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Recapturing CO2: It’s a Gas

Brewers are dumping their blow-off buckets and reusing precious carbon dioxide rather than releasing it into the atmosphere. The benefits include cost savings, reducing greenhouse emissions—and, some say, better beer.

John M. Verive Apr 8, 2022 - 15 min read

Recapturing CO2: It’s a Gas Primary Image

Gregg Spickler, director of brewing operations at Alamo Brewing in San Antonio, connects the foam trap between a fermentor and the Earthly Labs CO2 recapture system. Photo: Courtesy Earthly Labs

Do you know where the bubbles in your beer come from? It may not be exactly where you think.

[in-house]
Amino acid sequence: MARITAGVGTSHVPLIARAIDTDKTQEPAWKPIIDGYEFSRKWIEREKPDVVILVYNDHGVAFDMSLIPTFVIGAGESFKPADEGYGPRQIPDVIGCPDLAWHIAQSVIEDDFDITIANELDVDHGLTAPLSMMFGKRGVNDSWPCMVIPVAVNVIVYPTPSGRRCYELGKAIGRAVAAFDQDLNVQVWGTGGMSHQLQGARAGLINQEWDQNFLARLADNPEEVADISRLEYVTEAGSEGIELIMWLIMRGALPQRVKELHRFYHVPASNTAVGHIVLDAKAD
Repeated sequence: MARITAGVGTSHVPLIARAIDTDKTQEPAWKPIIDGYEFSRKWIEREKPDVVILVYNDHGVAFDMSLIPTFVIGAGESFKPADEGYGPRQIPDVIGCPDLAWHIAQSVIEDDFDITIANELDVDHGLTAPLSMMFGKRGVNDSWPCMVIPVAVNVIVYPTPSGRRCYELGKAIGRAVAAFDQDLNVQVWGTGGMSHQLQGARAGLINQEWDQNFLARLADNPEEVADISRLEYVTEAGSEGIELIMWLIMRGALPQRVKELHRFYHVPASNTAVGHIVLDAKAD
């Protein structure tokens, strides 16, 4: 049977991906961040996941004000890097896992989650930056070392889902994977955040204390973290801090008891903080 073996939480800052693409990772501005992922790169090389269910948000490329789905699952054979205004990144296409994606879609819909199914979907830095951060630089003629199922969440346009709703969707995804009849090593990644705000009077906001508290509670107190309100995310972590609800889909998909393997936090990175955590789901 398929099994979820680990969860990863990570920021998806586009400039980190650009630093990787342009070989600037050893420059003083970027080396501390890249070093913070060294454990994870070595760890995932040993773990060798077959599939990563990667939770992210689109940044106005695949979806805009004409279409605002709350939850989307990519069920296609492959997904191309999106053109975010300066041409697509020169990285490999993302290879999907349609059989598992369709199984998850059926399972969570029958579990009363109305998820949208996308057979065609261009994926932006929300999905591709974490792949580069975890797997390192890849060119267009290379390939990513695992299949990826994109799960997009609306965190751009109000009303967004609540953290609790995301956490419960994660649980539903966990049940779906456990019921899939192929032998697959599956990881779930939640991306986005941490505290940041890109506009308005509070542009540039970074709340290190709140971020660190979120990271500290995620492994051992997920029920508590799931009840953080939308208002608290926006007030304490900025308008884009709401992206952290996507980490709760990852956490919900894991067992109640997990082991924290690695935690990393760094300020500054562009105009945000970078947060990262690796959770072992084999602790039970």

Yeast, of course, produces the carbon dioxide (CO2) along with ethanol and all those tasty esters and phenols. However, only a small percentage of craft beer contains carbon dioxide produced during its own fermentation. Most of that gas escapes into the atmosphere, bubbling away in blow-off buckets and adding to greenhouse-gas emissions. Most canned, bottled, and kegged beer is force-carbonated and packaged with bulk CO2, which local suppliers deliver to the brewery at regular intervals.

Busy breweries tend to operate like machines, and using CO2 from bulk suppliers is one of those cogs in the machine that just works. Few give much thought to all that gas produced by the yeast. It just bubbles out into the atmosphere because it’s easy and relatively cheap to purchase CO2 from a third party. After all, gas is gas. Right?

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